How to be Sad
We live in an age when reality TV shows climax in a tearful finale. But feeling sad - genuinely sad - is still taboo. Yet, sadness happens to us all, sometimes in heartbreakingly awful ways. If we don't know how to be sad, it can be isolating for those experiencing it and baffling for those trying to help others through dark times.
Today, most of us know intellectually that 'sad' is normal. But we're not always brilliant at allowing for it, in practice. Sadness is going to happen, so we might as well know how to 'do it' right. And it's time to start facing our problems and talking about them. Positive psychology may have become more accepted in mainstream culture, but rates of depression have continued to rise.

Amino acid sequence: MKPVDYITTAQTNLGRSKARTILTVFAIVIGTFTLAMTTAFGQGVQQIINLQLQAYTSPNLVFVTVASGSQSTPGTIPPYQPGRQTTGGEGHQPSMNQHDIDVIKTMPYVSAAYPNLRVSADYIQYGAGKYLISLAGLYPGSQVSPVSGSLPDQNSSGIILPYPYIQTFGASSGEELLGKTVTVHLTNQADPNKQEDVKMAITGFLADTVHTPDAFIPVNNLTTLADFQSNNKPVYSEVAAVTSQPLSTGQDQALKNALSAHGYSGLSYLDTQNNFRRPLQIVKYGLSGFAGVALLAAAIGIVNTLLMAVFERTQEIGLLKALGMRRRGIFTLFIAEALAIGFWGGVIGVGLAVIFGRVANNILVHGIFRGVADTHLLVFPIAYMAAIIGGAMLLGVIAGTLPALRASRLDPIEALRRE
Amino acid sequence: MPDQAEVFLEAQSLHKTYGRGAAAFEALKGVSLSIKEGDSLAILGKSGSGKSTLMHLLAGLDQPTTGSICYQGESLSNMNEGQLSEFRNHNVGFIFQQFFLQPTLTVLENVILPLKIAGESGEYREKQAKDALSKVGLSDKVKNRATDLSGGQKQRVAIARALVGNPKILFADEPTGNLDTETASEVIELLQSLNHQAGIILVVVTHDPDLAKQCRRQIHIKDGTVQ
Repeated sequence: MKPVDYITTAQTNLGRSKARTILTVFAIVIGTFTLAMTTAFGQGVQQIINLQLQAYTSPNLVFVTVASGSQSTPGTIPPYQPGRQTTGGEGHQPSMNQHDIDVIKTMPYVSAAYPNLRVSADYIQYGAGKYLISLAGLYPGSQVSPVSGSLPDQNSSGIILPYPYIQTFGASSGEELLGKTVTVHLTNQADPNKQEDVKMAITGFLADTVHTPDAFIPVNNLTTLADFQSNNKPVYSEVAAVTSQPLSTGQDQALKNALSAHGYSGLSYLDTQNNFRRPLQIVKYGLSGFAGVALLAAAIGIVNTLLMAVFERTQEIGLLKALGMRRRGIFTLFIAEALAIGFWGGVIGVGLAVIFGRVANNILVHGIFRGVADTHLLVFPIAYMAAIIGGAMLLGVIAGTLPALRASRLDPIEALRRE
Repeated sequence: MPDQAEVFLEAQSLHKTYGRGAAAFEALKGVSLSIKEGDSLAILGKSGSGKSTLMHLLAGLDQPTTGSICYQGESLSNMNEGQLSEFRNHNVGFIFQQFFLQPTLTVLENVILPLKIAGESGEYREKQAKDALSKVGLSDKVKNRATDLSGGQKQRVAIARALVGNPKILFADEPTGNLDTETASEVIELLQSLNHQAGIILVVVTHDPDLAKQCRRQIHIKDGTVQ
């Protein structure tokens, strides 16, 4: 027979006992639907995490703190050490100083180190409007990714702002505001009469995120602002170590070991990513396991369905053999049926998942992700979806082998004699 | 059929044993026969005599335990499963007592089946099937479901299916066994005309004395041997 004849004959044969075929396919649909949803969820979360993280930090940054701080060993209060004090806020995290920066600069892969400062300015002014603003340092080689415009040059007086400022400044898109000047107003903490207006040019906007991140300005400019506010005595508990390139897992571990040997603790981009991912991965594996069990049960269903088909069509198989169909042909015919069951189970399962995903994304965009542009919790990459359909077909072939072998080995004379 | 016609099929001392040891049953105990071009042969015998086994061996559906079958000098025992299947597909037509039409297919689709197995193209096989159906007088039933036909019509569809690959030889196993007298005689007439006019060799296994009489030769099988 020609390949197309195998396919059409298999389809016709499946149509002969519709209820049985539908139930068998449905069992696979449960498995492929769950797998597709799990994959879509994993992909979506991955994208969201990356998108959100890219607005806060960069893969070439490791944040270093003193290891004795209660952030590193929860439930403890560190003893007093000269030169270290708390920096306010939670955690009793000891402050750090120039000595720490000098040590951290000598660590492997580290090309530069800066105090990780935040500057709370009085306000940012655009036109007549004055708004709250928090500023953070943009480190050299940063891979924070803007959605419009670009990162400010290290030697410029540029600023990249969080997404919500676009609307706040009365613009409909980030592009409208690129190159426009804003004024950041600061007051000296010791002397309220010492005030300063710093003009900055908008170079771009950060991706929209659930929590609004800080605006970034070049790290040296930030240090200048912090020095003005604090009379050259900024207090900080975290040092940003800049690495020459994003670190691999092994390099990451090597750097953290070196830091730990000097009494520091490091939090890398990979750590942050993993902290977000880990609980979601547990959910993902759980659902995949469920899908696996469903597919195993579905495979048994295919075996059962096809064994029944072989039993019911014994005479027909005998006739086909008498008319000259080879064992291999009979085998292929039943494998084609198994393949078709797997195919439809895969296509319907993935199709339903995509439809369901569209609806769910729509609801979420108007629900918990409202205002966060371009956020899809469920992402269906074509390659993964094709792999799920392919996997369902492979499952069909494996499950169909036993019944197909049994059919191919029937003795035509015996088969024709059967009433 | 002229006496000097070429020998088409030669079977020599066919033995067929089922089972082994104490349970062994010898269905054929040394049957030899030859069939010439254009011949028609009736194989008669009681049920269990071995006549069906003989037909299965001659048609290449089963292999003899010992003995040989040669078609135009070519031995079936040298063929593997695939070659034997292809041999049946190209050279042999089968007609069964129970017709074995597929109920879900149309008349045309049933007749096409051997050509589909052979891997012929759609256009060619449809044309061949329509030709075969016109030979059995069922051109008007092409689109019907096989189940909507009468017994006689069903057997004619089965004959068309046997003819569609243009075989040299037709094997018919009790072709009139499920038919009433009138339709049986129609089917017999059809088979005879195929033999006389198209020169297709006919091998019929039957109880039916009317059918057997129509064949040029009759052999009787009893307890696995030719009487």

We're trying so hard to be happy. But studies show that we could all benefit from learning the art of sadness and how to handle it, well.
We cannot avoid sadness so we might as well learn to handle it. Helen Russell, while researching two previous books on happiness, found that today most of us are terrified of sadness. Many of us are so phobic to averse to negative emotions that we don't recognise them.
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